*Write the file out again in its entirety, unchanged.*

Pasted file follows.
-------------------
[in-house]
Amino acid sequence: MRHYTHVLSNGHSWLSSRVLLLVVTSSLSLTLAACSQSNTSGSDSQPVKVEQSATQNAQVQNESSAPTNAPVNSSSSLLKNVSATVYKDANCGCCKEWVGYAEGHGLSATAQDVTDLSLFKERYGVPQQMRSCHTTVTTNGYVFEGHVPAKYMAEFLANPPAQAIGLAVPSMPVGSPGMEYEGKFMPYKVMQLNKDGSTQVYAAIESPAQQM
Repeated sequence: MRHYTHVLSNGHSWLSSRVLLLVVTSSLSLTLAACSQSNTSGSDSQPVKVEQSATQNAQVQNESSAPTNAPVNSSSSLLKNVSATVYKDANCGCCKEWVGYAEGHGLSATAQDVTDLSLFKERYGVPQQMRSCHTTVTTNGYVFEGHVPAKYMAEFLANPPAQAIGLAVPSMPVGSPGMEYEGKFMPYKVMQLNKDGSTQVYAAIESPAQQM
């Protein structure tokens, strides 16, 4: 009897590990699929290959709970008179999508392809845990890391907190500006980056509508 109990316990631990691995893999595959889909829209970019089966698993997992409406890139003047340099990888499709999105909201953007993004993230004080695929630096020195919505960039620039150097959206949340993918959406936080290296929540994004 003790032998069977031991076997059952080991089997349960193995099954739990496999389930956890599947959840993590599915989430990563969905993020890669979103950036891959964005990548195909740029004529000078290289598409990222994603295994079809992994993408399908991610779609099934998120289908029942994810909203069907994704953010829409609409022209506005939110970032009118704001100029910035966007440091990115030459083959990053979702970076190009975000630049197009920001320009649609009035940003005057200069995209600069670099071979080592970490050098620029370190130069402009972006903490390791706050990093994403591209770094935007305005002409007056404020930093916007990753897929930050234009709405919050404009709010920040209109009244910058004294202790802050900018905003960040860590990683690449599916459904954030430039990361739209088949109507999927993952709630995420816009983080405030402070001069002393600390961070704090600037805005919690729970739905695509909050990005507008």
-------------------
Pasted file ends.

[in-house]
Amino acid sequence: MRHYTHVLSNGHSWLSSRVLLLVVTSSLSLTLAACSQSNTSGSDSQPVKVEQSATQNAQVQNESSAPTNAPVNSSSSLLKNVSATVYKDANCGCCKEWVGYAEGHGLSATAQDVTDLSLFKERYGVPQQMRSCHTTVTTNGYVFEGHVPAKYMAEFLANPPAQAIGLAVPSMPVGSPGMEYEGKFMPYKVMQLNKDGSTQVYAAIESPAQQM
Repeated sequence: MRHYTHVLSNGHSWLSSRVLLLVVTSSLSLTLAACSQSNTSGSDSQPVKVEQSATQNAQVQNESSAPTNAPVNSSSSLLKNVSATVYKDANCGCCKEWVGYAEGHGLSATAQDVTDLSLFKERYGVPQQMRSCHTTVTTNGYVFEGHVPAKYMAEFLANPPAQAIGLAVPSMPVGSPGMEYEGKFMPYKVMQLNKDGSTQVYAAIESPAQQM
């Protein structure tokens, strides 16, 4: 009897590990699929290959709970008179999508392809845990890391907190500006980056509508 109990316990631990691995893999595959889909829209970019089966698993997992409406890139003047340099990888499709999105909201953007993004993230004080695929630096020195919505960039620039150097959206949340993918959406936080290296929540994004 003790032998069977031991076997059952080991089997349960193995099954739990496999389930956890599947959840993590599915989430990563969905993020890669979103950036891959964005990548195909740029004529000078290289598409990222994603295994079809992994993408399908991610779609099934998120289908029942994810909203069907994704953010829409609409022209506005939110970032009118704001100029910035966007440091990115030459083959990053979702970076190009975000630049197009920001320009649609009035940003005057200069995209600069670099071979080592970490050098620029370190130069402009972006903490390791706050990093994403591209770094935007305005002409007056404020930093916007990753897929930050234009709405919050404009709010920040209109009244910058004294202790802050900018905003960040860590990683690449599916459904954030430039990361739209088949109507999927993952709630995420816009983080405030402070001069002393600390961070704090600037805005919690729970739905695509909050990005507008």